This is a great gold-rush-focused addition to a longer Alaska trip, or the starting point for other history-oriented travels throughout the state.
Start your day early with a guided tour of a working gold mine in Girdwood. Located just 35 miles south of Anchorage, Girdwood was established in the mid 1890s as the first gold strikes were made along Turnagain Arm. Nowadays, you can pan for gold and take a guided tour of historical buildings, or just watch other miners who regularly work the gold-bearing creek. Enjoy lunch at one of Girdwood’s excellent restaurants, then take a tram ride to the top of Mount Alyeska, which offers a panoramic view of seven hanging glaciers in the surrounding peaks. From there, it’s time to head back to Anchorage for a late-afternoon flight to Nome, where you'll spend the night.
Spend a day working a local creek for gold. Nome tour companies offer a variety of gold panning tours and experiences, and many can combine a day of gold panning with fishing for salmon or a visit to historical buildings and cabins from the early 1900s. To learn more about the gold rush that drove settlement in Nome, visit the city-owned Carrie M. McLain Memorial Museum on Front Street. This small museum is packed with artifacts and stories of the gold rush, Alaska Native culture and dog mushing, including the Iditarod Trail Sled Dog Race. Take a photo in front of the largest gold pan in the United States and the famous burled arch that marks the end of the Iditarod, both located in downtown Nome, or spend a few hours beachcombing along the coast where the Bering Sea meets the Seward Peninsula. Some of the gold mining equipment you’ll see sitting on the beach or moored in shallow waters is still in use. Catch the last evening flight back to Anchorage, where you’ll spend the night before taking a morning flight to Fairbanks.
Start your day in Fairbanks with a visit to the University of Alaska Museum of the North, located on the campus of the University of Alaska Fairbanks. This excellent museum features the state’s largest public display of gold and a wealth of information on the role this rare mineral has played in Alaska’s history. Here, you’ll learn about the gold strike by Italian immigrant Felix Pedro that brought hordes of gold seekers to Interior Alaska and spurred the founding of Fairbanks. Soak up the last light of the long, sunny summer evening as you enjoy dinner on an outdoor deck at one of several Fairbanks restaurants situated on the banks of the Chena River.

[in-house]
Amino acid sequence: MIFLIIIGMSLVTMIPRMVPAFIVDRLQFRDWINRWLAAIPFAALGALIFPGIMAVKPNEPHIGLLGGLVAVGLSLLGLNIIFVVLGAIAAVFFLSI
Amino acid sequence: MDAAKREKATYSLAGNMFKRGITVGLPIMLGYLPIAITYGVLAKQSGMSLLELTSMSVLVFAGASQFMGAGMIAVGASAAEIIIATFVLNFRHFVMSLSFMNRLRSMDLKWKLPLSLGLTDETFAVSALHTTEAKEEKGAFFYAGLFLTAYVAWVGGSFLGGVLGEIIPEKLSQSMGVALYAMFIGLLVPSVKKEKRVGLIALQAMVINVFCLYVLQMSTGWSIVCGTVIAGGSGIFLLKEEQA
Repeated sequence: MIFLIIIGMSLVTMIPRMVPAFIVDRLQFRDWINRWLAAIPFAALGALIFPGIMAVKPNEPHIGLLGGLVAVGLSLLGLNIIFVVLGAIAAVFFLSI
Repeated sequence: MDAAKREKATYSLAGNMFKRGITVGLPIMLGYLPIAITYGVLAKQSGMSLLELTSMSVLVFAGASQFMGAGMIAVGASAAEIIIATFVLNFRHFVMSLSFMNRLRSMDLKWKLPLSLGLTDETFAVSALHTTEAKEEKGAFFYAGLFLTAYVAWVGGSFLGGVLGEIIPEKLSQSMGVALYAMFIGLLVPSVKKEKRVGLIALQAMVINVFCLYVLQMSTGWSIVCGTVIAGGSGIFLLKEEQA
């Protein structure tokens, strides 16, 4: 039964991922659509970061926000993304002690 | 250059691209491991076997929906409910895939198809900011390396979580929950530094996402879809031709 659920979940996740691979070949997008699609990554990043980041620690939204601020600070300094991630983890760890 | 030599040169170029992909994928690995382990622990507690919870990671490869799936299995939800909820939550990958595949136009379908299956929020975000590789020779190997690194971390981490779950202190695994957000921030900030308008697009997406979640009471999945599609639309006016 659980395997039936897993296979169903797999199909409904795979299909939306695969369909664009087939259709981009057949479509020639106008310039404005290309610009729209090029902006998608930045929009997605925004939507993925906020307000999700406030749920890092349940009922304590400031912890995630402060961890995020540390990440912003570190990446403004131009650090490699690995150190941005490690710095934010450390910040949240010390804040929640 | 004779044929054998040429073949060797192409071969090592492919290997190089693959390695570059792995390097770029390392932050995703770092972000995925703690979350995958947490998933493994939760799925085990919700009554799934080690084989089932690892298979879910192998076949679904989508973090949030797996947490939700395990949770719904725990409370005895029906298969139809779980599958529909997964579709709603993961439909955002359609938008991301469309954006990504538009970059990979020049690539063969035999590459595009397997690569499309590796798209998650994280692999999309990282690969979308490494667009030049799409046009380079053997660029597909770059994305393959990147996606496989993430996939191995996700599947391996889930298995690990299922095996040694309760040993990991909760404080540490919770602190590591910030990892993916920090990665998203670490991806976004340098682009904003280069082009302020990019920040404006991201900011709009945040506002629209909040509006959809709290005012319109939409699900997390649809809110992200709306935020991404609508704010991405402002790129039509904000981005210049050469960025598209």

Ready to get your hands dirty? Fairbanks has several hands-on gold panning tours to choose from. Some of them also include a stop at the Trans Alaska Pipeline viewing area on the Steese Highway; if your tour doesn’t include this, make sure to visit on your own. Here, you can get a close-up view of one of Alaska’s most under-appreciated engineering marvels: the 48-inch-diameter pipeline that carries crude oil 800 miles from the oil fields of Prudhoe Bay to the town of Valdez on the state’s southern coastline, where it’s loaded onto barges for shipment to refineries. Discovery of the oil spurred a 20th-century boom that had similar effects to the gold rushes of the 19th century, expanding communities and industries as eager workers flocked to the state. Later in the day, head to downtown Fairbanks and spend some time at the Fairbanks Community Museum, where you can see packing lists and other memorabilia from some of the earliest gold rush prospectors, and the Morris Thompson Cultural and Visitors Center, which offers wonderful displays on local culture and the history of gold mining in the area.
Spend the day exploring Fairbanks’ delightful Pioneer Park, which features dozens of shops, small museums and historical artifacts scattered throughout a large outdoor park in the heart of Fairbanks. Many of the buildings are themselves artifacts that were relocated to the park, and some of them have been refurbished to mimic decor typical of the early 1900s in this area. Don’t miss the massive Riverboat Nenana and historic gold-mining equipment, all of which are on display throughout the park. End your evening with a delightful dinner theater revue that explains the town’s history in song, dance and hilarity, then spend the night in one of Fairbanks’ many comfortable hotels before you catch your flight home.